“The area of Barcelona is exemplary in its consumption,” he says. “But we’re talking about 5.5 million people…. And all of them have a right to water.”

The water boats are the most immediate solution, which will allow the city to forgo rationing over the summer. Ten ships will bring an estimated 2.6 cubic hectometers of water to the city each month for the next six months. Most of it will be bought from Tarragona and Marseilles, though some will also come from a desalination plant in southern Spain.

The city has entertained other ideas, too. Some have been discarded, such as importing water by train (too expensive) or diverting it from the Rhone (too lengthy a process).

Other measures, such as recycling water, are still in the works, though none offers a perfect solution. Newly dug wells have angered local farmers, who argue that they salinate native aquifers. A desalination plant, slated for completion in 2009, which will convert Barcelona’s seawater to fresh, has provoked the ire of environmentalists and raised concerns about other resources.

“Desalination plants require a lot of energy to run,” says Joan Armengol, professor of ecology at the University of Barcelona. “And just as we have a shortage of water, we have a shortage of energy in Spain.”

No measure has been more controversial than a pipeline to divert water from the Ebro River to Barcelona. In addition to concerns about compromising other areas’ water supplies, it has provoked charges of political favoritism, since the Socialist federal government approved the pipeline for Barcelona, which is also controlled by Socialists, but overturned plans for a similar pipeline to Valencia and Murcia, two thirsty areas run by the opposition Popular Party.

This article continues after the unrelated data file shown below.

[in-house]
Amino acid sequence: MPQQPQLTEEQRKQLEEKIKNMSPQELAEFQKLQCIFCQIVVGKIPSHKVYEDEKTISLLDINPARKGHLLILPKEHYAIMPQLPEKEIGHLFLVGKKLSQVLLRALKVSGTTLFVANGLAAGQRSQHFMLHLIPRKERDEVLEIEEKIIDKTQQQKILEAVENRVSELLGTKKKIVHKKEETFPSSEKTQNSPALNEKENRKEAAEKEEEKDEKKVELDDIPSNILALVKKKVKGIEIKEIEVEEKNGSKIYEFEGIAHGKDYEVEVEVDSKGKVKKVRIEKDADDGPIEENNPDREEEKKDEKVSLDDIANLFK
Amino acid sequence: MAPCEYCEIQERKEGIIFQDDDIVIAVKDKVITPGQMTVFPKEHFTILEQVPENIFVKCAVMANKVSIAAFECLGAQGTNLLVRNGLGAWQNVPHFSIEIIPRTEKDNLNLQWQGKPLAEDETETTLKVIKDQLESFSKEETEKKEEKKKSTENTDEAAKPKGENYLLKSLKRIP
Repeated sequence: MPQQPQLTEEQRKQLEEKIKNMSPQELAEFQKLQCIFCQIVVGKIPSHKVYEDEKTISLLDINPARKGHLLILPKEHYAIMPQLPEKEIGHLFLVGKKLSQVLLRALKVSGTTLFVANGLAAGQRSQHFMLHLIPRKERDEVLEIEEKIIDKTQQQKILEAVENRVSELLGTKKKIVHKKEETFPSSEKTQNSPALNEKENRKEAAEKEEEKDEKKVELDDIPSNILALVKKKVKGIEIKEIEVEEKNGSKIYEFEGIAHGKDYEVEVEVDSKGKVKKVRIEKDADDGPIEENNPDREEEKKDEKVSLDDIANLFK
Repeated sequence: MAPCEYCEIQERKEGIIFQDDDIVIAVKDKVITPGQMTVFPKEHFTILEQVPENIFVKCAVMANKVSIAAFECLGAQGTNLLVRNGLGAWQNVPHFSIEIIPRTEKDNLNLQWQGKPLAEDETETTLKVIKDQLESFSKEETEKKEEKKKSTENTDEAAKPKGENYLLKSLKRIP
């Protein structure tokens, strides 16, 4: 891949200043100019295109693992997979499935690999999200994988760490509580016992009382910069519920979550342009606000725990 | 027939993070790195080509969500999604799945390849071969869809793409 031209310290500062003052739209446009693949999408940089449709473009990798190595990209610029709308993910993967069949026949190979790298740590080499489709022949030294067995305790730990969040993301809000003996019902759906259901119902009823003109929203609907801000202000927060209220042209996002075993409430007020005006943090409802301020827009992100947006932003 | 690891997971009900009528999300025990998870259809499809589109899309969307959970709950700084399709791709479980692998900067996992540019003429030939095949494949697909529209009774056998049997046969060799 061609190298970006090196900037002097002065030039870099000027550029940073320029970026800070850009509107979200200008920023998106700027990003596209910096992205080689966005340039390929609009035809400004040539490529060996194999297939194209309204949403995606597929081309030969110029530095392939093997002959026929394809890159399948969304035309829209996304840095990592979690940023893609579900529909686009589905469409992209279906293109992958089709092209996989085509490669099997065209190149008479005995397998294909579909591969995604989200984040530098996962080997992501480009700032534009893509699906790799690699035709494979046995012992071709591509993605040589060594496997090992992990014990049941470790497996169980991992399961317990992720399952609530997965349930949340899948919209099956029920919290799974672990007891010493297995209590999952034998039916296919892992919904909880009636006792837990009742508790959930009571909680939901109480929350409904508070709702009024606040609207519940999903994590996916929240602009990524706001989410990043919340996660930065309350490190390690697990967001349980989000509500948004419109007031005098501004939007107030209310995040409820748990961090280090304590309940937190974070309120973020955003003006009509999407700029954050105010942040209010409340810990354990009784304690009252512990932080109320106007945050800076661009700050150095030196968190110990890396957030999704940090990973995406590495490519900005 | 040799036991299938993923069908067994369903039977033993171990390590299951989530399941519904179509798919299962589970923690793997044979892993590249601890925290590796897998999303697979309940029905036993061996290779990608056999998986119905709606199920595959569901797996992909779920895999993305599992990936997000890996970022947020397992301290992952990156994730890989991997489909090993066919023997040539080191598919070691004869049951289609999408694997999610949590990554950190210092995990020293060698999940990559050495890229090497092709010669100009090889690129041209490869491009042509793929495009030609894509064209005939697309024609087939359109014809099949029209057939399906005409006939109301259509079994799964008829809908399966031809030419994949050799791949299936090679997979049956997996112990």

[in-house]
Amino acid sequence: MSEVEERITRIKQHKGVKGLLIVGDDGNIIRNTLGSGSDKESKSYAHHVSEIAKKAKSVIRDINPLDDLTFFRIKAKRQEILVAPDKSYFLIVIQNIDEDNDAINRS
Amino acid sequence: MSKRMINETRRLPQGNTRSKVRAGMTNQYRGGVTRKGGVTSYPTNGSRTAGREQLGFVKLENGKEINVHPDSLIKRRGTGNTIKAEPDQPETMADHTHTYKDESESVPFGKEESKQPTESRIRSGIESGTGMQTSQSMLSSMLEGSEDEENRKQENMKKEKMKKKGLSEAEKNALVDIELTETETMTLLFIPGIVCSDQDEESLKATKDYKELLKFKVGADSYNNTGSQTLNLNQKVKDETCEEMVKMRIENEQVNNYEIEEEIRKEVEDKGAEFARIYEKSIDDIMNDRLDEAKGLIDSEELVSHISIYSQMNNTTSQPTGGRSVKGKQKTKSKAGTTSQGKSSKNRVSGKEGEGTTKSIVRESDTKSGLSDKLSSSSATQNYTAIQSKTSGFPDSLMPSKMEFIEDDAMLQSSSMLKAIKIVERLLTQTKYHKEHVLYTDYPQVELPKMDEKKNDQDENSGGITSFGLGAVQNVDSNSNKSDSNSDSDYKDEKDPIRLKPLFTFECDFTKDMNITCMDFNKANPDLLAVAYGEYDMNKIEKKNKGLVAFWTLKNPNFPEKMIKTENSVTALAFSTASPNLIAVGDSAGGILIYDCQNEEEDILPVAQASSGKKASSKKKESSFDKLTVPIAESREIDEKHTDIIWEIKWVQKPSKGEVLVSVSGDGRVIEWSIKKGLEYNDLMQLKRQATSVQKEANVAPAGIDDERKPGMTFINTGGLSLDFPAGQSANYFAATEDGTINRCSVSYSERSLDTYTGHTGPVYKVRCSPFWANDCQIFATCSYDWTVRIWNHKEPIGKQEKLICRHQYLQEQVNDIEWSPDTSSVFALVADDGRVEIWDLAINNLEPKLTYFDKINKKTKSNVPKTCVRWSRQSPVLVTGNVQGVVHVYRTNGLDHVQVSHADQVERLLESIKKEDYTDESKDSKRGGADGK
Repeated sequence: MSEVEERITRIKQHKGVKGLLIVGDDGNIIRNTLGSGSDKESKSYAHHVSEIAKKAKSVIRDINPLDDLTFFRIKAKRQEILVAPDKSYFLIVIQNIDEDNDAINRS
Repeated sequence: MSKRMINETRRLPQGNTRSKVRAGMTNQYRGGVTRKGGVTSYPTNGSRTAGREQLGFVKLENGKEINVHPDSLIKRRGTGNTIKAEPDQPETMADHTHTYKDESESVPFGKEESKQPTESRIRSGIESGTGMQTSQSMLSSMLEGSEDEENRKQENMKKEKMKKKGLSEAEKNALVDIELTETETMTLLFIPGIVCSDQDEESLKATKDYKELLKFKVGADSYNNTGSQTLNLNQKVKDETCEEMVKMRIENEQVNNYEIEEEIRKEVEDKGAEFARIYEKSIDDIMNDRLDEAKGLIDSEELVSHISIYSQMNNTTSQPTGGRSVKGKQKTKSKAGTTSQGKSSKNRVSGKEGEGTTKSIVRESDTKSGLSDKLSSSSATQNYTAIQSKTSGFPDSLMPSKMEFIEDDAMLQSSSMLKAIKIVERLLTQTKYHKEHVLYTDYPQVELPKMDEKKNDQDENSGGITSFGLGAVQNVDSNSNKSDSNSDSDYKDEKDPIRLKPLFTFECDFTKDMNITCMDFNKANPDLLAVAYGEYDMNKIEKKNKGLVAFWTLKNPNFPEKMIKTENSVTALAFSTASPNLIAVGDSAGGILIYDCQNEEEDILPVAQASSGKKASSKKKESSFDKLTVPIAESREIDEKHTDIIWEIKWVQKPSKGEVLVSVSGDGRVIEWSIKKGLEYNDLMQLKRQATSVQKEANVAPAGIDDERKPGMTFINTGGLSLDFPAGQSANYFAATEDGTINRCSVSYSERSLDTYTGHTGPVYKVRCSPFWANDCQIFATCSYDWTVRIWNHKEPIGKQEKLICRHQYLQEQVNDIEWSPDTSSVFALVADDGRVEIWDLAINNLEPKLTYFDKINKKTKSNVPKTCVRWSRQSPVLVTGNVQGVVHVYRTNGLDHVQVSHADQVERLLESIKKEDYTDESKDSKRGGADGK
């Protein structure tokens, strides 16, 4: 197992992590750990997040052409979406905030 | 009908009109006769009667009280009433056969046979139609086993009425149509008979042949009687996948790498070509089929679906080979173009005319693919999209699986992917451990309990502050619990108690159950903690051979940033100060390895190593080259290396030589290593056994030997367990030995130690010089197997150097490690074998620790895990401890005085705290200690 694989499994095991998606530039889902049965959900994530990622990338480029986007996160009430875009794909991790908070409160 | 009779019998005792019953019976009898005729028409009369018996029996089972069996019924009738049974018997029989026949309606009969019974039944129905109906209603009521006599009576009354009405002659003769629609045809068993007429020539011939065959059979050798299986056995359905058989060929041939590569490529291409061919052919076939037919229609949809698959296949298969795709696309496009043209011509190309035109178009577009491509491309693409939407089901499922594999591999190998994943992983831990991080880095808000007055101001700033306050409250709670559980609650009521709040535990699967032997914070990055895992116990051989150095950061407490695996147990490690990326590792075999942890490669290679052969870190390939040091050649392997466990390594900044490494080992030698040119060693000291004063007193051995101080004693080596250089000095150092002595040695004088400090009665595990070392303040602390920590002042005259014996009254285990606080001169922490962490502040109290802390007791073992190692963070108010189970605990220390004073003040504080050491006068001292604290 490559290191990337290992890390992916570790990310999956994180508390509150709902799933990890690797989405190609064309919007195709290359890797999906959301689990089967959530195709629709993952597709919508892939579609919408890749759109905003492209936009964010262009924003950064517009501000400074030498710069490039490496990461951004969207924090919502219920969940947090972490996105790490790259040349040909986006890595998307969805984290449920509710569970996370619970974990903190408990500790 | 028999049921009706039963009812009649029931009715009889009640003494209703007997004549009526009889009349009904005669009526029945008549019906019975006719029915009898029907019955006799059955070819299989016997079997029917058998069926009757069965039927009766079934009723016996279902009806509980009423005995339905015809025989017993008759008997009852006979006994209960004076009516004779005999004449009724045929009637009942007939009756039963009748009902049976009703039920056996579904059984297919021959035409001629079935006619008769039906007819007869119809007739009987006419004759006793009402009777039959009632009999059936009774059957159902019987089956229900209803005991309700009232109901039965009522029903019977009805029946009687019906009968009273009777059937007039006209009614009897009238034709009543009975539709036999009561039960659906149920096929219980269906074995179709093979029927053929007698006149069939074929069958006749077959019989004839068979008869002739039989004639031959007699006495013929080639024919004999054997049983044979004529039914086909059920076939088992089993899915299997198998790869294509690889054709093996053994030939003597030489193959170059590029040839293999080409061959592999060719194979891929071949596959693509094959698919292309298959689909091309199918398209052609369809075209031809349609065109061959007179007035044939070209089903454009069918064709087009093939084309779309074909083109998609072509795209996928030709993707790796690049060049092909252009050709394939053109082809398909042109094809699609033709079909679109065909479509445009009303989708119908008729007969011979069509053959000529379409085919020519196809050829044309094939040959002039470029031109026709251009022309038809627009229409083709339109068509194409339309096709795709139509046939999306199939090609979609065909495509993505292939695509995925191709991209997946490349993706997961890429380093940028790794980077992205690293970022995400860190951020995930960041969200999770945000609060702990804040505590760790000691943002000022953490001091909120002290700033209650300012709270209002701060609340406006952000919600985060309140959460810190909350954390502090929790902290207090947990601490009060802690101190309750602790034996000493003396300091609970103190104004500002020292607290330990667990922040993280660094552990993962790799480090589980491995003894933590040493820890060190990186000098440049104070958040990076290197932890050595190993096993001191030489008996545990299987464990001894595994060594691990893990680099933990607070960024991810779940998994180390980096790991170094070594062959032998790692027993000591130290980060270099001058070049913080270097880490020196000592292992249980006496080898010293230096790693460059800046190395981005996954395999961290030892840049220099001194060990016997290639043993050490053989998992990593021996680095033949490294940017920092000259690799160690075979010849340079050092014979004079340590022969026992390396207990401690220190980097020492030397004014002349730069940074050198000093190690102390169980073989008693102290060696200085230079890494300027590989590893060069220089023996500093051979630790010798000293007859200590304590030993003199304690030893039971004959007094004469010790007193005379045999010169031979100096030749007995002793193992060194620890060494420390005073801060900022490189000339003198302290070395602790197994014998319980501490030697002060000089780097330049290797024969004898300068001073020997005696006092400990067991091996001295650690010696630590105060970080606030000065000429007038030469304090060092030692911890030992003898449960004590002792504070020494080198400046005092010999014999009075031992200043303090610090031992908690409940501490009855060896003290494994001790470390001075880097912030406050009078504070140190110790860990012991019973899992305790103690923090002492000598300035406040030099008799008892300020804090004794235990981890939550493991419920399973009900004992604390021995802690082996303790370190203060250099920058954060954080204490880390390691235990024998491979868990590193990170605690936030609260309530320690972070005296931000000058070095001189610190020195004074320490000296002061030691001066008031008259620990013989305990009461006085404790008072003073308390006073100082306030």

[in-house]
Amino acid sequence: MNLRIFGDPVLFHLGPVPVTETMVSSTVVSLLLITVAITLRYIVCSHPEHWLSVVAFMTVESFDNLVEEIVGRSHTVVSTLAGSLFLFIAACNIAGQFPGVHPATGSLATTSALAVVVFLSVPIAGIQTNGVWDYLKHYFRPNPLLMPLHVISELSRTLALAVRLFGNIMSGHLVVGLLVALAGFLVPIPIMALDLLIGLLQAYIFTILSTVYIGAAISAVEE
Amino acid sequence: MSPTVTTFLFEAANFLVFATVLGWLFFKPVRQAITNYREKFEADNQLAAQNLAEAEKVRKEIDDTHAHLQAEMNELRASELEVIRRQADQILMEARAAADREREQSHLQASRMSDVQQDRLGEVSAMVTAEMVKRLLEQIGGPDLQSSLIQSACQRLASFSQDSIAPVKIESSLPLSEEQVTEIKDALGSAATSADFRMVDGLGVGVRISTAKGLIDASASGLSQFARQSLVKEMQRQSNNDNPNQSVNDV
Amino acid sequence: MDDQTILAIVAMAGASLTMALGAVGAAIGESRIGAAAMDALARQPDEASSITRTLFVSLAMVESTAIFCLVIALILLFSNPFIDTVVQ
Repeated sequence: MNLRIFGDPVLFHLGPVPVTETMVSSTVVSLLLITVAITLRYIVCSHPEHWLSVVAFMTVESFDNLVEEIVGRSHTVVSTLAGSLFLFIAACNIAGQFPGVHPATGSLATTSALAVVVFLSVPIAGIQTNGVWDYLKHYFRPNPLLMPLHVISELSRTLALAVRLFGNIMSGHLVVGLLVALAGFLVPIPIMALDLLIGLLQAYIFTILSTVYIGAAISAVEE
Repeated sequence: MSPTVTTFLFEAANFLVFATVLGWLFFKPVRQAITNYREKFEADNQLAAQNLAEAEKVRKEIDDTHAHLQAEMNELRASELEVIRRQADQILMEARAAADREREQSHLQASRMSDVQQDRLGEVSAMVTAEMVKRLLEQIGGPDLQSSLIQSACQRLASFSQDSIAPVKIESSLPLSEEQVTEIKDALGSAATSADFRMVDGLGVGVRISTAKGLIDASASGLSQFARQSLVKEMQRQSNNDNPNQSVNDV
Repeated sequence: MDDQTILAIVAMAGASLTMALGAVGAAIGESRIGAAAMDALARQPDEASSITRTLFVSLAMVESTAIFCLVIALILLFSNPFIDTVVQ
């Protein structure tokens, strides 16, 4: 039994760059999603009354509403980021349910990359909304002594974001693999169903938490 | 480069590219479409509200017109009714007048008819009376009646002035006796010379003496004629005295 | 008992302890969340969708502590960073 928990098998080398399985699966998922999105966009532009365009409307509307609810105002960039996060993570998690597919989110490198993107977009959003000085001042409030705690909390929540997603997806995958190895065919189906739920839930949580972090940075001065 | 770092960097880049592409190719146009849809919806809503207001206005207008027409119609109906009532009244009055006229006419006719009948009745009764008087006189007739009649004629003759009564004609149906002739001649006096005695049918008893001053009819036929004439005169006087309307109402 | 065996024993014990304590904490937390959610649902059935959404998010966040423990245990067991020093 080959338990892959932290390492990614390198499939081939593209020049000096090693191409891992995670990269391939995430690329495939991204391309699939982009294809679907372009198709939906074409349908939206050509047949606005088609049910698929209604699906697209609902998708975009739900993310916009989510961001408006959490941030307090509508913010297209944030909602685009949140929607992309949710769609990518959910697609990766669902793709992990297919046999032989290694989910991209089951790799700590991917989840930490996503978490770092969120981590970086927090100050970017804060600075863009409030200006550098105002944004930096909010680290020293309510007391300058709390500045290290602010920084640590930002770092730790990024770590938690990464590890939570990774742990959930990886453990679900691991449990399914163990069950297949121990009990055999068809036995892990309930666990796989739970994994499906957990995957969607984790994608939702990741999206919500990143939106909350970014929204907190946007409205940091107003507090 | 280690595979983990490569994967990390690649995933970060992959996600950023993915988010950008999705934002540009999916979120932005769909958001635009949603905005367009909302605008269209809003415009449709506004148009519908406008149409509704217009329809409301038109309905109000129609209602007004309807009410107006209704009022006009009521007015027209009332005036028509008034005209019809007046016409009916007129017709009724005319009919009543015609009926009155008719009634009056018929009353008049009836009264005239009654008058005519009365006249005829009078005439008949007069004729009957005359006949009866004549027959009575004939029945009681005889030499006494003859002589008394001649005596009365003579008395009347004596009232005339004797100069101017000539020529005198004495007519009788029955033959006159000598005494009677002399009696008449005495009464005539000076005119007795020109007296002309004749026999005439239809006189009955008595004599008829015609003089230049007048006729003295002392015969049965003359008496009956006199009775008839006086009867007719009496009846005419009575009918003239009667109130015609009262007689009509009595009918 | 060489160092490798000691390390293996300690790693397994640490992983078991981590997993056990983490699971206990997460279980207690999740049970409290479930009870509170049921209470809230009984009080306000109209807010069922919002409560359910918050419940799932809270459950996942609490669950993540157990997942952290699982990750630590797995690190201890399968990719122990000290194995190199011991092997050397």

Christian Science Monitor, May 15, 2008

This story is painful to follow, to me this is all just more and more examples that we have definitely hit the tipping point for pretty much everything, water being just one very obvious example, oil being another, and a few more waiting just around the corner, like natural gas.

Spain unveiled plans on Friday to build a pipeline to relieve drought-stricken Catalonia and prevent Barcelona running out of drinking water, but other regions are up in arms in what media have dubbed a water war.

The pipeline will take water from the mouth of the Ebro River to Barcelona, the Catalan regional capital. A hosepipe ban has already been in force for weeks and picturesque fountains have run dry in the city, a popular tourist venue.

The government said on Friday the situation in Barcelona was an emergency.

“If we don’t act, the citizens of Barcelona will be without drinking water in October,” said First Deputy Prime Minister Maria Teresa Fernandez de la Vega, speaking at the maiden weekly press conference of the newly re-elected Socialist government.

Reservoirs in northeast Catalonia are just 20.1 percent full after four years of drought, according to the latest official data, or just 0.1 percent above emergency levels. One Catalan reservoir is so dry that a village has reappeared after being under water since the river flowing through it was dammed.
Reuters, Apr 18, 2008

You can read any of those articles, and I challenge you to find a single person who seriously suggests that Catalonia now has too many people, especially when you add in the drought/global warming related water shortages.

Such stories are going to become increasingly common as global warming pushes the dry landscapes towards arid, a process that was quite easy to see in the surrounding countryside of Barcelona, especially in the southern parts.

And it’s not only going to be this one region to experience such problems, in the United States, the South East and South West are both starting to experience pretty serious water shortages, as their populations skyrocket and droughts and water supplies get increasingly problematic.